• Mccaria wrote:
    The 9000 groupset is new so no need to do any major tweaking to date.

    Setting it all up was relatively straightforward, gear indexing etc was not a problem. Interestingly with 9000 they have gone back to having trimming positions for both front chainrings (for 7900 they did away with trimming on the big chain ring), probably because of the 11 speed.

    One bugbear is that with 9000 you do not get the tech docs with the parts which is annoying when you are doing the fitting yourself. Whenever I used to get 7900/7800/6700 parts you would get fold out fitting instructions in multiple languages detailing how to fit the part with pretty pictures, not anymore. You have to go online and find the fitting instructions, my guess is they expect most 9000 groupsets to be fitted by LBS.

    A few observations

    The new gear cables get quite "fluffy" in appearance once you tighten any screws onto it. Apparently this is normal and has no impact on performance, but it is certainly different. One recommendation on Weight Weenies was that you could burn off this strands if you didn't like the look of them.

    The braze-on front derailleur is an interestng design. You get a little plate to stick onto your frame which you then anchor a screw against to add stability to the derailleur. There is also a routing guide to determine the best route for the cable with least interference from the frame.

    I got a 11 speed chain removal/fitting tool specifically for this chain. Not sure a 10 speed tool will work.

    On the 9000 shifters the brake and gear cables both come out at the front of the lever. This makes the cable routing more difficult if you have handlebars with 2 cable channels front and back. I have a set of Enve bars which has 2 channels and the routing for the gear cable is quite clumsy - on the 7900/6700 you can take the gear cable up and out of the back of the lever which makes for a cleaner routing. I have now bought some Deda bars which just have the one deeper channel and should work better. just something to think about if you are buying new bars.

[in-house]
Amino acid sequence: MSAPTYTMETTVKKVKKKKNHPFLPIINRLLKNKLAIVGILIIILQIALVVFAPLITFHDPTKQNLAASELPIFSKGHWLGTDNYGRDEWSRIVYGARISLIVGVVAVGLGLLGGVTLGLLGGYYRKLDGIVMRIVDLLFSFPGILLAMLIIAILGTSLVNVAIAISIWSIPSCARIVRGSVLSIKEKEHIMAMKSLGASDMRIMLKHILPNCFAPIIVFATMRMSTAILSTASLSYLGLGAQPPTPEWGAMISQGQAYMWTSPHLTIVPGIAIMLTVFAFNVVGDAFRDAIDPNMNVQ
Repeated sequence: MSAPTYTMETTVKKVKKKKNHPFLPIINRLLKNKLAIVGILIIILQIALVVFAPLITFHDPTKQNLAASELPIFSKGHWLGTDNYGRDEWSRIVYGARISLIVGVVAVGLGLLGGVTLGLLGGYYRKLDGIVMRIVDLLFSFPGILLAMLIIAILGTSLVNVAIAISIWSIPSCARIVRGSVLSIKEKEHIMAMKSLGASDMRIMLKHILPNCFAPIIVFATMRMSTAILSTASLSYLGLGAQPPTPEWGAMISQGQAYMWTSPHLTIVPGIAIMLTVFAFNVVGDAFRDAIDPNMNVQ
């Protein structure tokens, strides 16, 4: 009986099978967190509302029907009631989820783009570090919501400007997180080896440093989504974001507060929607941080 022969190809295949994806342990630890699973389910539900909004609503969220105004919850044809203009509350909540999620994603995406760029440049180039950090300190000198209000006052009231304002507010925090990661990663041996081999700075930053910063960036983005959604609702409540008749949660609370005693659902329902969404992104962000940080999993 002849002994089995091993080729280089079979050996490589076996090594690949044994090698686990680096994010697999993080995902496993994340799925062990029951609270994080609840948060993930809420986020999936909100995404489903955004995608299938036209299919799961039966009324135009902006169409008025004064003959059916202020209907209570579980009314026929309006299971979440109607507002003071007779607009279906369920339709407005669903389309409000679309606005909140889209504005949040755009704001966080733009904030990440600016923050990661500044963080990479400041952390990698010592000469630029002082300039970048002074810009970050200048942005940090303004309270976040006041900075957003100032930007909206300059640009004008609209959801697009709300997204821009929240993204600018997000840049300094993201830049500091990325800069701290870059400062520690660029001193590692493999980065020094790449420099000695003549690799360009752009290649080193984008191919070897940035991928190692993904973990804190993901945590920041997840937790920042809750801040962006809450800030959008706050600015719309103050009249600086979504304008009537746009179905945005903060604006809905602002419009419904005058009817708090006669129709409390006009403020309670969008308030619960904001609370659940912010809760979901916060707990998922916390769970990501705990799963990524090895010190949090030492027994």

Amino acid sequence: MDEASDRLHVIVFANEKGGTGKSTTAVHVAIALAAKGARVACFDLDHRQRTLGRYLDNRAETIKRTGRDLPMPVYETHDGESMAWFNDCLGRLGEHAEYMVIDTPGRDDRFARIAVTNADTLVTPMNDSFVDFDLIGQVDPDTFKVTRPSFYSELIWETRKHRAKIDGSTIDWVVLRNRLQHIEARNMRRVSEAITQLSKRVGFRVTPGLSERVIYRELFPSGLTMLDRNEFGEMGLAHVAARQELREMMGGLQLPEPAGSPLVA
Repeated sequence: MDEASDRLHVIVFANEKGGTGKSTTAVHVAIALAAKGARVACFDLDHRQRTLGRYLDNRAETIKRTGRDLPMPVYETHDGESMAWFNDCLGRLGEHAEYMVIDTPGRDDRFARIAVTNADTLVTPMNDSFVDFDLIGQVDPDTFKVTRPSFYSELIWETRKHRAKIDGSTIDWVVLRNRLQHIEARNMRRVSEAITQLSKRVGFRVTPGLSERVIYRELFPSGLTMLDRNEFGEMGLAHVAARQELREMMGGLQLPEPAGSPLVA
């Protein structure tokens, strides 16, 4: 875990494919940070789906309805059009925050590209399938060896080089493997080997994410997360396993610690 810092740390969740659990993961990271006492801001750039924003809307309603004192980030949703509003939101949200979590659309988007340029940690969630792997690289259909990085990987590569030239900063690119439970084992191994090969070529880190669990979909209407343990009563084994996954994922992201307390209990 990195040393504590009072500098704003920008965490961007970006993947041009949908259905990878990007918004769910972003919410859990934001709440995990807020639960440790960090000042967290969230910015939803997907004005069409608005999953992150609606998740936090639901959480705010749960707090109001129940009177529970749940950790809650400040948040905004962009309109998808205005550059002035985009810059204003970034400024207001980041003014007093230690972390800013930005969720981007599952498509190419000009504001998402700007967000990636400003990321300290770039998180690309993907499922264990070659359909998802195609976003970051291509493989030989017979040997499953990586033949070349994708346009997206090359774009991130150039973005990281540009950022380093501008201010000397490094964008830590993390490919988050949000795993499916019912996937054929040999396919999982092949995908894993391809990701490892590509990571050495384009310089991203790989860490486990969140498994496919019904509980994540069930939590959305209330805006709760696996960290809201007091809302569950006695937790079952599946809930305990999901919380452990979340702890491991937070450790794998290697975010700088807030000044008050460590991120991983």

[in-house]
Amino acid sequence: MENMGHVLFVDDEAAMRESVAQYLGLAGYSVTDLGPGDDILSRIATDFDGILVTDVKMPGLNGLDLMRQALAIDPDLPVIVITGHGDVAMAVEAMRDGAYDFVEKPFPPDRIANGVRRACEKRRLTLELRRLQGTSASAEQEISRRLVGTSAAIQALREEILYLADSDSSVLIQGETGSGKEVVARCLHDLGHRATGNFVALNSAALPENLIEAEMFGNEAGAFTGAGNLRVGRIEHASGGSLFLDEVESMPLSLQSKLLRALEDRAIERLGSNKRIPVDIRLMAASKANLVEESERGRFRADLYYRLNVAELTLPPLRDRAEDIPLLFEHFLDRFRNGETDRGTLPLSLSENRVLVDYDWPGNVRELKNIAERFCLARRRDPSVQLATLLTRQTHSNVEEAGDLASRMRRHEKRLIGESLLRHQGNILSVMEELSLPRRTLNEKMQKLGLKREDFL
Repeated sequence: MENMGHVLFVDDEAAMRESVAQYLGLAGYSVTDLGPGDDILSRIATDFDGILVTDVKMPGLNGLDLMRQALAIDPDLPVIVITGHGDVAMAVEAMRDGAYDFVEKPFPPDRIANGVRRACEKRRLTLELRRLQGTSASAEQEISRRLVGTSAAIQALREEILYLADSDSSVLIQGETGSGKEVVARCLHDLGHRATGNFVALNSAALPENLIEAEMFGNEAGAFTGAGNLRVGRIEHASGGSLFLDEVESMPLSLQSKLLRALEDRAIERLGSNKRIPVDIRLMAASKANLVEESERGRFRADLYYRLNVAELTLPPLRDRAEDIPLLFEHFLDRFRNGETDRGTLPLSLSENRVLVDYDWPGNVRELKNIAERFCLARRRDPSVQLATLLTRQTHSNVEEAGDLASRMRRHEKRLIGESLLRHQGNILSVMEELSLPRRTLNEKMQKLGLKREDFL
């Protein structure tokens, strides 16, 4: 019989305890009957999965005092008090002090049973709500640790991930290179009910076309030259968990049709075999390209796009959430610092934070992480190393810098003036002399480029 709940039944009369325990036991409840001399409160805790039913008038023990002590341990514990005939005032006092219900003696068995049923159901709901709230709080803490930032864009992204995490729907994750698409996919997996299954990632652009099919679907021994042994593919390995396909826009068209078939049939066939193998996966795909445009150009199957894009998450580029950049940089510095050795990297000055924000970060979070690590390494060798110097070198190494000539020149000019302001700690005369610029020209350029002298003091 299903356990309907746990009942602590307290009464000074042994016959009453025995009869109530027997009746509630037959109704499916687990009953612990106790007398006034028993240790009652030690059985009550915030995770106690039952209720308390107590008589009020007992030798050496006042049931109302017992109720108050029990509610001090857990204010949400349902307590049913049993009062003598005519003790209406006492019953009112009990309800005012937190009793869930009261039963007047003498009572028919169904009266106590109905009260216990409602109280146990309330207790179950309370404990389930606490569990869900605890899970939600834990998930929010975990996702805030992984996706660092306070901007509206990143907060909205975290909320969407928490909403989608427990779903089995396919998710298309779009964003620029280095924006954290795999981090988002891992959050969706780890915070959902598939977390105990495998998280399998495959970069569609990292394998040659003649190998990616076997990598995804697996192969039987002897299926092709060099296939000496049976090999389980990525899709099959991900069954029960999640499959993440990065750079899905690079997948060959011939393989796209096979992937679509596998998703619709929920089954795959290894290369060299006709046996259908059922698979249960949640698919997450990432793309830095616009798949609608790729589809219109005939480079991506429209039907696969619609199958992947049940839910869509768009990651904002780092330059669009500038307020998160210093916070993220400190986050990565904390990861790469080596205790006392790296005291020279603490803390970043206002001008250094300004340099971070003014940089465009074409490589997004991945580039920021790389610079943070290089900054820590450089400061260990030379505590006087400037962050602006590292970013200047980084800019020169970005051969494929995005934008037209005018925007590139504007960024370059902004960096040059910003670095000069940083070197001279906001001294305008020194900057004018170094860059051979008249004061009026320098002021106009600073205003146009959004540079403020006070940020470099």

Thanks for the detailed reply. It's a complete bike I'll be getting so hopefully minimum fettling once I get it and hopefully the folks at Canyon will have it more or less sorted out of the box. I read that the shifting on the front mech is a lot smoother also, almost Di2 like ease of moving up to the big ring, do you find it an improvement over previous mechanical versions?

    I'm thinking you may have swayed me to the DA side of things.
  • MccariaMccaria Posts: 869
    Yes it is a very smooth FD shift. Having said that I didn't think the 7900 was that bad !

    Canyon are very hard to beat, I have the previous generation SLX and did the Dolomites, Alps and the Pyrenees with no issues (other than brake pad wear). It's a good choice, you get a lot of bike for the money.
  • Mccaria wrote:
    Yes it is a very smooth FD shift. Having said that I didn't think the 7900 was that bad !

    Canyon are very hard to beat, I have the previous generation SLX and did the Dolomites, Alps and the Pyrenees with no issues (other than brake pad wear). It's a good choice, you get a lot of bike for the money.

    I was looking at the previous version of the SLX but was in college and poor at the time. You'd be lucky to get mechanical Ultegra for the same money if you were looking at top end frames from other manufacturers. Have yet to come across a review saying a bad thing about them too. They ship the DA ones with default of 11-28 cassette. Don't think I'd really need the 28, currently running a 12-25 and never really needed anything more, not planning on going to the Alps anytime soon, especially after this splurge. Was thinking of paying the extra 20 Euro for the 11-25, more top end with tighter ratios (I think). Going to be running a compact crankset.
  • prawnyprawny Posts: 5,421
    I'd go for Di2 any day of the week. I know it's still immature tech but the thought of not having to throw that huge arc of a front shift with cold hands near the end of a ride makes me giddy. It's on my list of upgrades.
    Saracen Tenet 3 - 2015 - Dead - Replaced with a Hack Frame
    Voodoo Bizango - 2014 - Dead - Hit by a car
    Vitus Sentier VRS - 2017
  • prawny wrote:
    I'd go for Di2 any day of the week. I know it's still immature tech but the thought of not having to throw that huge arc of a front shift with cold hands near the end of a ride makes me giddy. It's on my list of upgrades.

    You should have never gone down to the small ring, in the first place, Prawny... what are you expecting to find in the 34? Salvation? Be a man and stick to the big ring... :wink:
  • rolf_frolf_f Posts: 16,015
    I was in Bicicielo in Brum today having a bit of a play with the new Athena EPS. It does look a lot less terrible than the Shimano ones (particularly the rear mech) and, once they eliminate the adjustment whirrs (which should surely not be necessary anyway - I mean, unless you double shift the system knows what gear you are moving from and into??) and hidden the battery it might not be too terrible! The shifters are rather nicer than the Shimano too. But then I asked the price and thought - why would I get Athena EPS (which visually looks about the same as Veloce in terms of finish) when for only a little more I could get Super Record mechanical?
    Faster than a tent.......
  • Rolf F wrote: